He found nothing to suggest that apartment 5A was in fact a crime scene. Far from having been disturbed in any way the child’s siblings were still sleeping soundly; there was no evidence of forced entry; there was not a sign of even the minimal struggle that a child might put up, let alone any displaced furniture, evidence of injury or use of force, and, of course, no visible traces of an intruder. Roque reported matter of factly of his search: “I found nothing strange in the apartment.”

With one exception. Roque added that the bedclothes on Madeleine’s bed “were too tidy.” It appeared, he reported, “that she had been picked up, or had left the bed, with great care. There was a mark on the sheet that appeared to be made by a child’s body.”

What exactly Roque might have inferred from the bedding being "too tidy" he did not say but – and here we can read something between the lines of his factual statements, the twitching instincts, perhaps, of an experienced policeman — he gave the impression of being somehow troubled by the parents. Naturally they were “nervous and anxious,” he said, but at times he found their behaviour “unusual,” adding that, at one point, both of them knelt down on the floor of their bedroom and placed their heads on the bed, crying, although there were no tears. Clearly the whole scenario failed to form a consistent picture.

What about those “jemmied” shutters and the window through which a kidnapper might have entered? They hardly featured in officer Roque’s initial report at all, since almost nothing had been said about them and he had seen nothing to suggest they had been interfered with. Much later, when investigators' suspicions about the parents’ version of events had arisen, he was explicitly questioned about the bedroom window by his superiors. In response he replied that he only remembered that the window in the girl’s bedroom was closed, with the exterior blind raised “the width of a hand.” Officer Roque knew that such a gap could not have been occasioned from outside since, as we explain below, these shutters can only be rolled up from the inside. He remembered nothing about the curtains and reiterated merely that Gerry McCann, not the virtually silent Kate, had indicated through the interpreter that the “window and shutter” had been open when the disappearance was discovered.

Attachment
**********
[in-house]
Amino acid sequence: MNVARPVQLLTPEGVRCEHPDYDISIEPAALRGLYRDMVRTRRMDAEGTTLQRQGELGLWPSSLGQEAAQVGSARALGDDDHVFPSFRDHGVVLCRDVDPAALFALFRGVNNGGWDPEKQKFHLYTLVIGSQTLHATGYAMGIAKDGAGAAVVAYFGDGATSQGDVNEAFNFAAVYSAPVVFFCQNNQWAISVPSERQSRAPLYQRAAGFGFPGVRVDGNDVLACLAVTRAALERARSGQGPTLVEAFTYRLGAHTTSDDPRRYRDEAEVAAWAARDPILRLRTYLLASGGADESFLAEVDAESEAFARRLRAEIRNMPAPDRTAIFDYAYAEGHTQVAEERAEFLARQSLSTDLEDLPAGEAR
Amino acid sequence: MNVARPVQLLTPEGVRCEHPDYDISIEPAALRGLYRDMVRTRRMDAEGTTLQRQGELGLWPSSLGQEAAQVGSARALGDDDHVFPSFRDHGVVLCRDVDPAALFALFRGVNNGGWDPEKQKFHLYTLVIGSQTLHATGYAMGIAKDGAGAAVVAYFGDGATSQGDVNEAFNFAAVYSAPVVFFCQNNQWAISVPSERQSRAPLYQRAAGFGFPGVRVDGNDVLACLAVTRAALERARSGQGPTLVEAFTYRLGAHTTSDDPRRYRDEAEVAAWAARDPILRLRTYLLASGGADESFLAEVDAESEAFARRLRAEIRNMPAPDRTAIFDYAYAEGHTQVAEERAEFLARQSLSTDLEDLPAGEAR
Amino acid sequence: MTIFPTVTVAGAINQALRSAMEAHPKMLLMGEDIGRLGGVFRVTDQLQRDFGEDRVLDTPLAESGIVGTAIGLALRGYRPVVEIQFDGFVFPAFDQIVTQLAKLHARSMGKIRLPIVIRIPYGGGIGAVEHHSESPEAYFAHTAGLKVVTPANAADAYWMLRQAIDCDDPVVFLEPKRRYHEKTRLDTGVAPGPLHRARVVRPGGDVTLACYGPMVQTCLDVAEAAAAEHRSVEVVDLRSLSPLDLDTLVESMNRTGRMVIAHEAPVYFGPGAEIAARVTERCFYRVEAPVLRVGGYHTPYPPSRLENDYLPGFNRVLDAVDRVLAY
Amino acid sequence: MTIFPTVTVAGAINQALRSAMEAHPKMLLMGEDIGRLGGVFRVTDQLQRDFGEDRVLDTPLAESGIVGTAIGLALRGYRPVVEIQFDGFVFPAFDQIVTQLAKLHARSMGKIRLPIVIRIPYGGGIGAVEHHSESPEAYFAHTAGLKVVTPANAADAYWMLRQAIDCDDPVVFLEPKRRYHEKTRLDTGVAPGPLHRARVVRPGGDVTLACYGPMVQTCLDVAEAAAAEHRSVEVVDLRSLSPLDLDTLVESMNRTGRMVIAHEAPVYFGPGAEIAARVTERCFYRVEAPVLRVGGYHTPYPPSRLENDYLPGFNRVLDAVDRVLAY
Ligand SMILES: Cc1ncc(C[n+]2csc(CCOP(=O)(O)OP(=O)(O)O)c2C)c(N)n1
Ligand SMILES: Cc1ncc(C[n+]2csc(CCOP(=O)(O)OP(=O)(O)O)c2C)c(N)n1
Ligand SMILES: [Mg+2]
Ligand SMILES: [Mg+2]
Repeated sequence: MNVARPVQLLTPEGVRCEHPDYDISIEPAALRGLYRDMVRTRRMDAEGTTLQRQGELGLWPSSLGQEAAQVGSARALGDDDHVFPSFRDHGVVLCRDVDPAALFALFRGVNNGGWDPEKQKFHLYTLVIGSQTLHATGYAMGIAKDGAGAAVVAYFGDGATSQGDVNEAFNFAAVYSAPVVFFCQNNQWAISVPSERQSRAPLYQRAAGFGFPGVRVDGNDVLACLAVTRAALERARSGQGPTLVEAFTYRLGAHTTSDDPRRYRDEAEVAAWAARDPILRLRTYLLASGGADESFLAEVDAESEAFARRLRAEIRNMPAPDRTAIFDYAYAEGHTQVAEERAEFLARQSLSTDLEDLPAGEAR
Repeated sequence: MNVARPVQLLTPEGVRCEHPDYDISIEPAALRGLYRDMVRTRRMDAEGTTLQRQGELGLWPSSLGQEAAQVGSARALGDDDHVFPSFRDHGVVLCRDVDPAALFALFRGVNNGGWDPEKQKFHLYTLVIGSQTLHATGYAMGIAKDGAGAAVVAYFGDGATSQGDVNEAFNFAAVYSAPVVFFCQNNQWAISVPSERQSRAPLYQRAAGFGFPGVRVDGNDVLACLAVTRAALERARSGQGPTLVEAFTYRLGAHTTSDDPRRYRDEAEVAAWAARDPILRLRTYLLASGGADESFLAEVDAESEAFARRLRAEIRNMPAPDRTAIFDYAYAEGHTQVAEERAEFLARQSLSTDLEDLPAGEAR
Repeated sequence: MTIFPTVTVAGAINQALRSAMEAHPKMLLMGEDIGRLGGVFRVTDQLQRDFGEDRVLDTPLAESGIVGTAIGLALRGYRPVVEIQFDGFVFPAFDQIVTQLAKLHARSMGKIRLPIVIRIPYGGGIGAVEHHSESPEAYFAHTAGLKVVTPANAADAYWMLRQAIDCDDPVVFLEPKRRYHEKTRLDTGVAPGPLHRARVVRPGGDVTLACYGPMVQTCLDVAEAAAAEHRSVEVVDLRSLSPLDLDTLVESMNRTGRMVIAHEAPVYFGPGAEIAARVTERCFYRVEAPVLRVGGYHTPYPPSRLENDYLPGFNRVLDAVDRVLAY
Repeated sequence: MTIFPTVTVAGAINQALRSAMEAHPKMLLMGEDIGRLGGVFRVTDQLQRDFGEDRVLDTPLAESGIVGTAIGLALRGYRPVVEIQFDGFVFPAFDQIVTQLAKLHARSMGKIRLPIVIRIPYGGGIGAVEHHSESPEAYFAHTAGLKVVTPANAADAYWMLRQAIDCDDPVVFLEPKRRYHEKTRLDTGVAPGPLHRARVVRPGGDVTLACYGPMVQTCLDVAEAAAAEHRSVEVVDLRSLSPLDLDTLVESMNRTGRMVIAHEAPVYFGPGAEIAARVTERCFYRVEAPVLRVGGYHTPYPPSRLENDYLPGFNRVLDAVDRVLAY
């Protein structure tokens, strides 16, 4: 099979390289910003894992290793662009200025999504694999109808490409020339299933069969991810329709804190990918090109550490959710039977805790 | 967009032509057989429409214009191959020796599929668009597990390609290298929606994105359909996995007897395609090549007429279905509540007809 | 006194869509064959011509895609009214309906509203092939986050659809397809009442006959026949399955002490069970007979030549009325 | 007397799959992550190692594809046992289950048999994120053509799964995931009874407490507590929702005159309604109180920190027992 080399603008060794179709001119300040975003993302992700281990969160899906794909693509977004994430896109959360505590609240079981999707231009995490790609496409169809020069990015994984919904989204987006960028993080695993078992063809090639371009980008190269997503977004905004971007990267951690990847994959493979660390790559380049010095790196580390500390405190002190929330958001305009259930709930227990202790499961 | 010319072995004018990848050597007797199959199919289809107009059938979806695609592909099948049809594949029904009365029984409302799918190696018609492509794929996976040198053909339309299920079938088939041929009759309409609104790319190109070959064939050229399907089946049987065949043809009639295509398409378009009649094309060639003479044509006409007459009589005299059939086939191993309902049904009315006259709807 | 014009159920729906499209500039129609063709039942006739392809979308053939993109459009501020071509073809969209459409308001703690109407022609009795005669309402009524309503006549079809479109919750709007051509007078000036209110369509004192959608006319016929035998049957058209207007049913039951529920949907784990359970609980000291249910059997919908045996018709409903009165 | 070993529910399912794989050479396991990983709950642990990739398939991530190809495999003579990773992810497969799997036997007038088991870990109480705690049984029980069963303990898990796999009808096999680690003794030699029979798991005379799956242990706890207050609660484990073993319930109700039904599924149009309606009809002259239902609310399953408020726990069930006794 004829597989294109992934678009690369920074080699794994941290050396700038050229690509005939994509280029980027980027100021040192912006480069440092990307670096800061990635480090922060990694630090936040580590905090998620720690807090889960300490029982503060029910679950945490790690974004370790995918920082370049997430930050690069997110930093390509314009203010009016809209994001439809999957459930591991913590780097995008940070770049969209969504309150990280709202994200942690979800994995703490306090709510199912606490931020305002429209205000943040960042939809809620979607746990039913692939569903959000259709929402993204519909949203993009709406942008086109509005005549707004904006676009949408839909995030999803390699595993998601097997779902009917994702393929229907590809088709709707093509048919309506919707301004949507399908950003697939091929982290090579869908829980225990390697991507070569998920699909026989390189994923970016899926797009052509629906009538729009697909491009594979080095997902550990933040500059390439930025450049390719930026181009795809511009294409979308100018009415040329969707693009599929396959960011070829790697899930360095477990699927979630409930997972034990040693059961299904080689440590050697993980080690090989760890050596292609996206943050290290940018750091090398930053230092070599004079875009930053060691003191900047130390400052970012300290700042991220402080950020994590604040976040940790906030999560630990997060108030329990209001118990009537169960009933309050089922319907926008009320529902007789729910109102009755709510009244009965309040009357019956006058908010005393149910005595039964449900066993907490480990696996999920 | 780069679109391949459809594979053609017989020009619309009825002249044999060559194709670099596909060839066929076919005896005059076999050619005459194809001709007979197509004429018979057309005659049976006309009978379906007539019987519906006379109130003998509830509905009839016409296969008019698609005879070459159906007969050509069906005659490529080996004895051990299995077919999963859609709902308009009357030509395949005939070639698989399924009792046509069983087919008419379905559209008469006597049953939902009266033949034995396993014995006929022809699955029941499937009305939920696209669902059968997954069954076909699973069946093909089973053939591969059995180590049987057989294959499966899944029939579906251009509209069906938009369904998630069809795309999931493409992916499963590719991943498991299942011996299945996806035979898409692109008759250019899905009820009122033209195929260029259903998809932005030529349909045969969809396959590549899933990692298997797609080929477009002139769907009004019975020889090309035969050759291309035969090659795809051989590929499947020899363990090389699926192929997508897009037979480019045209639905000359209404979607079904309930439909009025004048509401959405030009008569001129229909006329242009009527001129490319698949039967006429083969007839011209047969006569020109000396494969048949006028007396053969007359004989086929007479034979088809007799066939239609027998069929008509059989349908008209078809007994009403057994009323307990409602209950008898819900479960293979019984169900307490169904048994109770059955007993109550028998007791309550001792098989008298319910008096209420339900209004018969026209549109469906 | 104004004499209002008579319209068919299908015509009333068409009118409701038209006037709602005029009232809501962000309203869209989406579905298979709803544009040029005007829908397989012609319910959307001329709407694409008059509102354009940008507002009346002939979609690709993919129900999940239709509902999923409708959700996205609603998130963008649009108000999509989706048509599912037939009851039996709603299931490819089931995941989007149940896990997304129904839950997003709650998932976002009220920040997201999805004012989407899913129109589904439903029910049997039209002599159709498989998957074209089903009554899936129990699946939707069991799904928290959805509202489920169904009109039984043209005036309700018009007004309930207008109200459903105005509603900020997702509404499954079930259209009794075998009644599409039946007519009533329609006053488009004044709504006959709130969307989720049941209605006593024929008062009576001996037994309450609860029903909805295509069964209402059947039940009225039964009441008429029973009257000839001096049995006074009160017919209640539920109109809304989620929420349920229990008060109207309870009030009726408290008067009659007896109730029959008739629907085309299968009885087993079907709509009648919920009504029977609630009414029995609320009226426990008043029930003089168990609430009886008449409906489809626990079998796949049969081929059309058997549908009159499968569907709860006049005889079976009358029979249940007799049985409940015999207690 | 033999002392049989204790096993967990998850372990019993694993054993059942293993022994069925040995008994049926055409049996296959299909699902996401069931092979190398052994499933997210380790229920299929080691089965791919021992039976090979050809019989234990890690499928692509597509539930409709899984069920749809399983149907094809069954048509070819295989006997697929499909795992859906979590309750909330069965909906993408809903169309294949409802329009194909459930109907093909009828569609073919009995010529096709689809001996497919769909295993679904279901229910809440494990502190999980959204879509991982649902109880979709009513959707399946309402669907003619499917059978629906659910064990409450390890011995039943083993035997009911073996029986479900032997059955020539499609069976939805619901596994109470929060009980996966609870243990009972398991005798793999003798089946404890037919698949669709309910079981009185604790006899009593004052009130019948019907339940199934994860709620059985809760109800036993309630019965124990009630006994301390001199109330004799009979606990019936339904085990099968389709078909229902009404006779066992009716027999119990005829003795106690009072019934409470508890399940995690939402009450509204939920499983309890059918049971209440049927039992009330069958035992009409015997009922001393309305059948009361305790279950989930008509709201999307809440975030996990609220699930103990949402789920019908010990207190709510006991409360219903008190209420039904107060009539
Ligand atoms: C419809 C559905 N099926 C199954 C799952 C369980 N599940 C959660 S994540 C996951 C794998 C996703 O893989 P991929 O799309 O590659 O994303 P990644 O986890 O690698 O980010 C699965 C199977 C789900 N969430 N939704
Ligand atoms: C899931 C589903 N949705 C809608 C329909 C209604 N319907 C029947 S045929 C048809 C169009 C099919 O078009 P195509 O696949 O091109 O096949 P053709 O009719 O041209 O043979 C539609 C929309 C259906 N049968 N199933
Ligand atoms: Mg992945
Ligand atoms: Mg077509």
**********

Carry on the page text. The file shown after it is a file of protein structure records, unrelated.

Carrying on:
The shutters which officer Roque looked at are of a type not normally seen in the UK. Their perforated metal slats form a roll in a housing above the window and are operated by a vertical webbing strap, like a car safety belt, in an aperture on the inside wall alongside the window. To raise them one pulls downwards on the webbing and they are lowered by pulling and releasing the strap which, via a ratchet system, enables them to unroll and drop to their full extent on the outside of the building.

These shutters feature two important security features. First of all they are always designed to fit snugly inside the exterior window recess and to descend the full drop to a window sill. This ensures that intruders cannot get their fingers under the shutter bottom to start lifting them: they must first insert a thin object, a screwdriver for example, or a knife to get the lift started, in colourful old-fashioned burglarese, a “jemmy.”

Secondly the ratchet system means that while the shutter can be lifted it cannot be rolled up from the outside since the roller remains in the locked position in its overhead housing unless released by the interior webbing strap. Attempts to raise it from outside, therefore, result in a heavy, unwieldy and sagging mass of metal which can only be held in a raised position by using props between sill and shutter. No evidence of the use of a jemmy or any tool was uncovered, then or later, and officer Roque could see that there was no distortion of the shutter and no sign of props: it had been opened from the inside. Nor was any evidence of the window itself being forced ever found.

Roque later reported quite frankly that his own feeling was that this was not an abduction, though he did not state whether he based his view purely on the absence of intruder evidence.

And he was not alone. His colleague, Officer da Costa, gave a similar report. After the meeting at reception he had, he said, searched the apartment with his colleague, opening all cupboards in the bedrooms, living room and kitchen and checking under the beds and in the fridge. He did not see anything strange during the search, he reported, and there was no sign of a break in.

In fact, unlike officer Roque, he could not remember the father even mentioning an abduction and the only comment that he remembered Kate McCann making was a tearful request for more police officers. Thus a second officer made his inquiries without a word from the key witness, Kate McCann, regarding what she had seen at 10PM.

Officer Roque searched outside the apartment while da Costa remained inside or at the door. It was then, he reported, that a woman, evidently Jane Tanner although the officer did not identify her, told him that earlier on she had seen someone carrying a child “and running”. Because of the pyjamas the child had been wearing, she said, it could have been Madeleine McCann. Only then, said officer da Costa, did abduction “begin to be talked about.”

His response to Jane Tanner was sceptical. If she had been able to see the pattern of the child’s pyjamas, he reasoned, then there must have been quite good light. So he asked her about the much more important question of what the person carrying the child looked like. She couldn’t tell him, replied Jane Tanner, since it was “very dark.” No, he reported, he did not find the “sighting” credible.